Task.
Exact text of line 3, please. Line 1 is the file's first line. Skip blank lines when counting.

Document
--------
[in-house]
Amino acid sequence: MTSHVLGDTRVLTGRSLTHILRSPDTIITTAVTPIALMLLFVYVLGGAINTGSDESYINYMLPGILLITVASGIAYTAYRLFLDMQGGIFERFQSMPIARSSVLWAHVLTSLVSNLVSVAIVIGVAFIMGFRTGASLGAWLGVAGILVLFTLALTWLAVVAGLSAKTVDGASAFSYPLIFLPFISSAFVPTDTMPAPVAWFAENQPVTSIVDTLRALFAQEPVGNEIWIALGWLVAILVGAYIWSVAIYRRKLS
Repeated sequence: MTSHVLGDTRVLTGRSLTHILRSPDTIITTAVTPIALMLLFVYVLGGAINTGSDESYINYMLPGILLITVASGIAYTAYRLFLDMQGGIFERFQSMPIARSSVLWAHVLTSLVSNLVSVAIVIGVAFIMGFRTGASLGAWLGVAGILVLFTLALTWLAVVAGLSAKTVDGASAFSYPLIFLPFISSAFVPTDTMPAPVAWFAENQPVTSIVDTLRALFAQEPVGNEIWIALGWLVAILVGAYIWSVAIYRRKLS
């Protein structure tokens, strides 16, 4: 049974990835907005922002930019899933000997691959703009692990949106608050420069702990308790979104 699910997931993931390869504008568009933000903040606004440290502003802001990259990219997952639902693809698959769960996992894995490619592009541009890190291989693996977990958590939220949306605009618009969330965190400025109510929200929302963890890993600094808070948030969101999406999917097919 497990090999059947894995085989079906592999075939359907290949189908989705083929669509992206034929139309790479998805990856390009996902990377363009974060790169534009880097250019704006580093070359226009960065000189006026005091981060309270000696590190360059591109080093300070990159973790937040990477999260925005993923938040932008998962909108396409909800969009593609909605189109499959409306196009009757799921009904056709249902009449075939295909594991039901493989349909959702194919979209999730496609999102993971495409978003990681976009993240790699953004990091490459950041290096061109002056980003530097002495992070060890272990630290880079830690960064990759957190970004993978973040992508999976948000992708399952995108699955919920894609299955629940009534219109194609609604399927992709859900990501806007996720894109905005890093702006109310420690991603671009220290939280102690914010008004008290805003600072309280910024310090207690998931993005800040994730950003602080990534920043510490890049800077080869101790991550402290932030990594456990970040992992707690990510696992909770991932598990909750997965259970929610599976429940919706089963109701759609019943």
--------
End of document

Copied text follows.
Repeated sequence: MTSHVLGDTRVLTGRSLTHILRSPDTIITTAVTPIALMLLFVYVLGGAINTGSDESYINYMLPGILLITVASGIAYTAYRLFLDMQGGIFERFQSMPIARSSVLWAHVLTSLVSNLVSVAIVIGVAFIMGFRTGASLGAWLGVAGILVLFTLALTWLAVVAGLSAKTVDGASAFSYPLIFLPFISSAFVPTDTMPAPVAWFAENQPVTSIVDTLRALFAQEPVGNEIWIALGWLVAILVGAYIWSVAIYRRKLS